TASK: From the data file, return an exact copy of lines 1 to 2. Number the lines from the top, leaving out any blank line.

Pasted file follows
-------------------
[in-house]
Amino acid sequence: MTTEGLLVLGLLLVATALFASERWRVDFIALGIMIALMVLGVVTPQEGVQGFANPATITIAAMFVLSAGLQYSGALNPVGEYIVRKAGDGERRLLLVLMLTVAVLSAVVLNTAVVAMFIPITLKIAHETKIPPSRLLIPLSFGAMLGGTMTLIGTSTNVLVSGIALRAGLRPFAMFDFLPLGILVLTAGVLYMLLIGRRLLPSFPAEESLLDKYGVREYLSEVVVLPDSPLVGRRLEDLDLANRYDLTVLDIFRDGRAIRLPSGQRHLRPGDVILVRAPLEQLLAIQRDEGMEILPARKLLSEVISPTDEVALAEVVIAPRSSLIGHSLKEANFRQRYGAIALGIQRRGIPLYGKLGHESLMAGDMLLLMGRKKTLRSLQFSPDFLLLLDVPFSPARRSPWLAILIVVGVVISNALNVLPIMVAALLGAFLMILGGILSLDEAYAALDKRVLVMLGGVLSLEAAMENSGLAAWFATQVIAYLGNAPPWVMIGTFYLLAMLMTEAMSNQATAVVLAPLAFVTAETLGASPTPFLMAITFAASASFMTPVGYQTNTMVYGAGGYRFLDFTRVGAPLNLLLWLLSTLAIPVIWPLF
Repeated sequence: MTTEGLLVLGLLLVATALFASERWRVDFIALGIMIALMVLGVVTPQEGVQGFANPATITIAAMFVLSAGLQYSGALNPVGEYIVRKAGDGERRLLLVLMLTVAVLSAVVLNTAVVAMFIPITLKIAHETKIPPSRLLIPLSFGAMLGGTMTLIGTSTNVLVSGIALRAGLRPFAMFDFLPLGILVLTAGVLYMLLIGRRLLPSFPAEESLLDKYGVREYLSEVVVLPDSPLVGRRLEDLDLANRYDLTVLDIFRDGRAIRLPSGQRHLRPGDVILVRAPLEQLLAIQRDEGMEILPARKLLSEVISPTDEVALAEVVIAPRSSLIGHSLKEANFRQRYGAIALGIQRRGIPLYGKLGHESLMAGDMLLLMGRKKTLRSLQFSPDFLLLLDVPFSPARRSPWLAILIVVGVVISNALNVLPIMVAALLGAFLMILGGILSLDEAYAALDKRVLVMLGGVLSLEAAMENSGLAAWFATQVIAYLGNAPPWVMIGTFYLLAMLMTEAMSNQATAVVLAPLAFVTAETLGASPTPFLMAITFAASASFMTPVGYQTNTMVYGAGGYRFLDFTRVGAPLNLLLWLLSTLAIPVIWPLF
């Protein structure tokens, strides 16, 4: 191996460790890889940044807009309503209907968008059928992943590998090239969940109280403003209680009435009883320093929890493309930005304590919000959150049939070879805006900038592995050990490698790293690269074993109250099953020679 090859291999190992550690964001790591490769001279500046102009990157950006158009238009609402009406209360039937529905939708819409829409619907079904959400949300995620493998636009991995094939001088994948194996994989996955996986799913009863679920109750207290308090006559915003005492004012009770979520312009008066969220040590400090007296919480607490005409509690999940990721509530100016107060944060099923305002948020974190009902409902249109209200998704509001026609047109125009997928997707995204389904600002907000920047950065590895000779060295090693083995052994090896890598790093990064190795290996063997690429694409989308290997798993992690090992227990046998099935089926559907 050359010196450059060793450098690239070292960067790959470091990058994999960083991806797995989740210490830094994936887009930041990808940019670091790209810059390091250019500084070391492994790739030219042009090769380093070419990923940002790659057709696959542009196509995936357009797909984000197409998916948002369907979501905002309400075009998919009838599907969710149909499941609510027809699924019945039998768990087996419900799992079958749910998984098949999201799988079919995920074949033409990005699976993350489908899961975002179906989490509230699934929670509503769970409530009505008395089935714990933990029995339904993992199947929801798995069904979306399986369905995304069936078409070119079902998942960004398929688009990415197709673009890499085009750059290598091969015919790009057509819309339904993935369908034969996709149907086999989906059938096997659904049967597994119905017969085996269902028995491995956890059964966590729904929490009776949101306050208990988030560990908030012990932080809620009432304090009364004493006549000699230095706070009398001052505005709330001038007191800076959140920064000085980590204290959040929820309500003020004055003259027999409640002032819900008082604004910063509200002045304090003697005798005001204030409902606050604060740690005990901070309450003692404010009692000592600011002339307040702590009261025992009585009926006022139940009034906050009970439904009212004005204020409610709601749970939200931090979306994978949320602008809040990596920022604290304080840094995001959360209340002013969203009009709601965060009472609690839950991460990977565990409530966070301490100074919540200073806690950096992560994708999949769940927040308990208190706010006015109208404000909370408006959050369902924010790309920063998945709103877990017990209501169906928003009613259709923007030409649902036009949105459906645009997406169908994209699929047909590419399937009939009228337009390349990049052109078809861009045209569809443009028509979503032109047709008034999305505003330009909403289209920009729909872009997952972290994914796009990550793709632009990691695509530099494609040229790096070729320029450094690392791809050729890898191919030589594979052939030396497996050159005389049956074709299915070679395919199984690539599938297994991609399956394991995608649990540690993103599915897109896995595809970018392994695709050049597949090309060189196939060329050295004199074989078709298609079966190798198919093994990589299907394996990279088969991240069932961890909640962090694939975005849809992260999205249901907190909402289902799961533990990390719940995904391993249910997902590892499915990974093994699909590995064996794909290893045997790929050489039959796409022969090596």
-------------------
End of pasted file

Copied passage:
[in-house]
Amino acid sequence: MTTEGLLVLGLLLVATALFASERWRVDFIALGIMIALMVLGVVTPQEGVQGFANPATITIAAMFVLSAGLQYSGALNPVGEYIVRKAGDGERRLLLVLMLTVAVLSAVVLNTAVVAMFIPITLKIAHETKIPPSRLLIPLSFGAMLGGTMTLIGTSTNVLVSGIALRAGLRPFAMFDFLPLGILVLTAGVLYMLLIGRRLLPSFPAEESLLDKYGVREYLSEVVVLPDSPLVGRRLEDLDLANRYDLTVLDIFRDGRAIRLPSGQRHLRPGDVILVRAPLEQLLAIQRDEGMEILPARKLLSEVISPTDEVALAEVVIAPRSSLIGHSLKEANFRQRYGAIALGIQRRGIPLYGKLGHESLMAGDMLLLMGRKKTLRSLQFSPDFLLLLDVPFSPARRSPWLAILIVVGVVISNALNVLPIMVAALLGAFLMILGGILSLDEAYAALDKRVLVMLGGVLSLEAAMENSGLAAWFATQVIAYLGNAPPWVMIGTFYLLAMLMTEAMSNQATAVVLAPLAFVTAETLGASPTPFLMAITFAASASFMTPVGYQTNTMVYGAGGYRFLDFTRVGAPLNLLLWLLSTLAIPVIWPLF